One of the questions we’re asked the most about The Climb is why you only see and use hands to climb. It’s easy to understand when you play, as it feels intuitively right and the visual experience is different in the VR environment. In fact, because of the detail in which the hands are rendered and animated, and the way your eyes are drawn to where you want to go, you don’t really think of the arms as ‘floating’ but more as a natural extension of the physical actions you perform. However, when you look at 2D media and you’ve not had the experience of playing the game, it can look unusual and not really what you’d expect. So let’s look at how we came to our ‘hands only’ mechanic.
When we began production on The Climb, rendering a full body for player actions was something we instinctively looked at. But as with many aspects of developing for VR – a brand new medium – many of the usual approaches that you’d take in traditional game development don’t work in the way that you’d expect, or even apply at all.
VR is primarily such an exciting field because of the incredible immersion it gives the player. When your brain sees a character’s displayed arm in the game when you climb, it needs to be as it expects, or presence is broken. That’s because scale in VR is immediate – the inevitable difference between a single character’s arms as rendered in the game world and the player’s own arms in reality causes problems. The deviance between the digital and the physical radically affects immersion.
For instance, the head tracking technology in a VR headset can accurately map where your head is, so when you look around, it feels like ‘you’ are looking around. It’s that accuracy that makes it work – the visual inputs you receive are exactly what your brain expects. For a comfortable climbing experience, arms would need to be precisely rendered to the size of each individual’s arm size. Why? It’s because if you’re facing the wall, then you see ‘your’ arm reach out for the next grip but it is longer than your own, at best it looks and feels unusual, breaking immersion, because the movements and sizing deviate from what your brain anticipates. At worst, it can induce discomfort and motion sickness. It’s not consistent with what the brain expects. When we render hands only instead, the movements you perform become much more natural, and physical discomfort is eliminated.
There are vital gameplay reasons why we render hands only too. If, in theory, you could replicate everyone’s arm length realistically in the game, via scanning from extra hardware or perhaps more clumsily by providing sliders for players to enter their own measurements, it unbalances the game. You could solve the discomfort and immersion factor, but people with a longer reach might have an advantage over people with a shorter arm span in certain circumstances, or even the opposite depending on the route in front of them, and that causes a problem for the competitive elements of the game. After all, The Climb is a sports game and needs to be a level playing field.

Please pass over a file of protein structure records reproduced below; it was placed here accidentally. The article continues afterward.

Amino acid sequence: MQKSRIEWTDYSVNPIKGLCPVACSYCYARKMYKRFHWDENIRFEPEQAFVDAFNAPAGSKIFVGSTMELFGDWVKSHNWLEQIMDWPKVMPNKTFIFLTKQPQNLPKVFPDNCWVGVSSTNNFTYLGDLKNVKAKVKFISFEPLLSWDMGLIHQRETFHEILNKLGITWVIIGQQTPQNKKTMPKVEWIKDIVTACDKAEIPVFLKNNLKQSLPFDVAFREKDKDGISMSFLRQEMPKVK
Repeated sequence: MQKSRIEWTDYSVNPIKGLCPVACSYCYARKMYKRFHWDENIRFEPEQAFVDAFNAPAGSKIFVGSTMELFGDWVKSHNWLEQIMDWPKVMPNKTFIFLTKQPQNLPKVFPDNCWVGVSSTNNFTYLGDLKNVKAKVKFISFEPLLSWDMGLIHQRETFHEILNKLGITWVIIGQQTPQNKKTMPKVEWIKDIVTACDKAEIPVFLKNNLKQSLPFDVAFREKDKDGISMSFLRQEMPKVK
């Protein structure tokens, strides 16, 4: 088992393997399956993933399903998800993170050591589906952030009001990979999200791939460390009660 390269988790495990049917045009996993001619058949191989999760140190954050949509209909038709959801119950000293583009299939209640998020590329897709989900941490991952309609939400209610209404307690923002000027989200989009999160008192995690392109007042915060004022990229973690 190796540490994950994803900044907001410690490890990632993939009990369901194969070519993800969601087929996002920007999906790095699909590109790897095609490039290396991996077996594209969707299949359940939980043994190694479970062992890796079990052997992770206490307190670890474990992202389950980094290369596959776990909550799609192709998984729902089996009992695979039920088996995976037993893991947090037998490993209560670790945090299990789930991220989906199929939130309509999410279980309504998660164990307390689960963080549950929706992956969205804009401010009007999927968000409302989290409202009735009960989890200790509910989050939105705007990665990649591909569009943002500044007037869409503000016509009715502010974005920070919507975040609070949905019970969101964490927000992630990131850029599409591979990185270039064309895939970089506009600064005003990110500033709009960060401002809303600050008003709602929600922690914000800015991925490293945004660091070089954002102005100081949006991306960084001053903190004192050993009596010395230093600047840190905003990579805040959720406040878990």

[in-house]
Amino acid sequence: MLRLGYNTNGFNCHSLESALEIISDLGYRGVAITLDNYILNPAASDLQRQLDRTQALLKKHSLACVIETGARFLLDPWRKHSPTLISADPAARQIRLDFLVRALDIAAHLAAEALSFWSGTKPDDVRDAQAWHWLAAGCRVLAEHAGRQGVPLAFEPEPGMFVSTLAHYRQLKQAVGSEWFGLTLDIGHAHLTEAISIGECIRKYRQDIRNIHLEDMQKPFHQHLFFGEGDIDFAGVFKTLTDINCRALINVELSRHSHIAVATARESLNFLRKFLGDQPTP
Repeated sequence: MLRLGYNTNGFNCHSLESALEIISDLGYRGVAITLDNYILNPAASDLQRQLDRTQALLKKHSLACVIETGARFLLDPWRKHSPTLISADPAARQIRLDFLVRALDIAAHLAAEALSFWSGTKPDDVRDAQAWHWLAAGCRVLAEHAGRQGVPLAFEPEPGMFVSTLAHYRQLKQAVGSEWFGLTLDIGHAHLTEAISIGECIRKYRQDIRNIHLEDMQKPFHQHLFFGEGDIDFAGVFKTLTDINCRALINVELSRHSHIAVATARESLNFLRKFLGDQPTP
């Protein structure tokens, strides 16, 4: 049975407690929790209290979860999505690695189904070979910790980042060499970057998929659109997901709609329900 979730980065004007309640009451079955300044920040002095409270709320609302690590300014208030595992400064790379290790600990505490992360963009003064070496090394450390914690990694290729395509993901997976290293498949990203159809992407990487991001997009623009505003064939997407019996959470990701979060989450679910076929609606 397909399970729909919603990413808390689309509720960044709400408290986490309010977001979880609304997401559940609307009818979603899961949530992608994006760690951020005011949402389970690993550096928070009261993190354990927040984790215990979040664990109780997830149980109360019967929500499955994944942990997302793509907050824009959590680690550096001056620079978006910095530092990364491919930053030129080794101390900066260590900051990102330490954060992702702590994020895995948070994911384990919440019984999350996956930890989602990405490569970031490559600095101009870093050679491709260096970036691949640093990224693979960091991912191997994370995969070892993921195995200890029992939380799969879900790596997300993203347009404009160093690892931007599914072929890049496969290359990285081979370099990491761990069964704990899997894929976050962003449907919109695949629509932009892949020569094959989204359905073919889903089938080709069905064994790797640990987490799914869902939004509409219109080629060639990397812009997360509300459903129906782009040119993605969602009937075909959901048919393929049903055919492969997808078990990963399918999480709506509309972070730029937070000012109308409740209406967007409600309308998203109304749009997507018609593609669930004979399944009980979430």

Not having arms also helps with gameplay in different ways. For instance, rendering arms – and indeed, a full body – obstructs your view. When climbing downwards, it’s particularly intrusive. You can’t see routes as clearly – or indeed, take in the view – as more of the visual real estate is taken up with arms and the body. It makes playing harder and less visually satisfying than it should be.
By eliminating the body and arms, you also do not have legs and feet. In real life climbing, legwork and foot placement is important but with legs – and indeed the entire body – rendered into the game you encounter the scale problem again. Your own body and leg dimensions may deviate from what’s displayed, causing discomfort. But adding in feet also adds another layer of complexity, requiring another layer of inputs to control them that goes against the sense of immersion and flow that we want players to feel. So far, we’ve found that less is more when it comes to button inputs when climbing in VR – and we want complexity in the gameplay, not complexity in playing the game. We want you thinking about your routes and getting into a flow, rather than slowing gameplay down as you double the number of appendages you have to control to perform each movement.
Out of all the variations we prototyped and tested, just having hands in the game was the most satisfying, the most immersive and the most instinctive. It eliminates issues of motion sickness, makes exploring rock faces and the environment easier, keeps your immersion consistent and allows us to present more balanced gameplay. The hands might look a little strange in 2D, but in VR, they quickly feel natural to the point where you don’t really think about them as being disconnected. Instead, you just think about what you’re doing and where you’re going.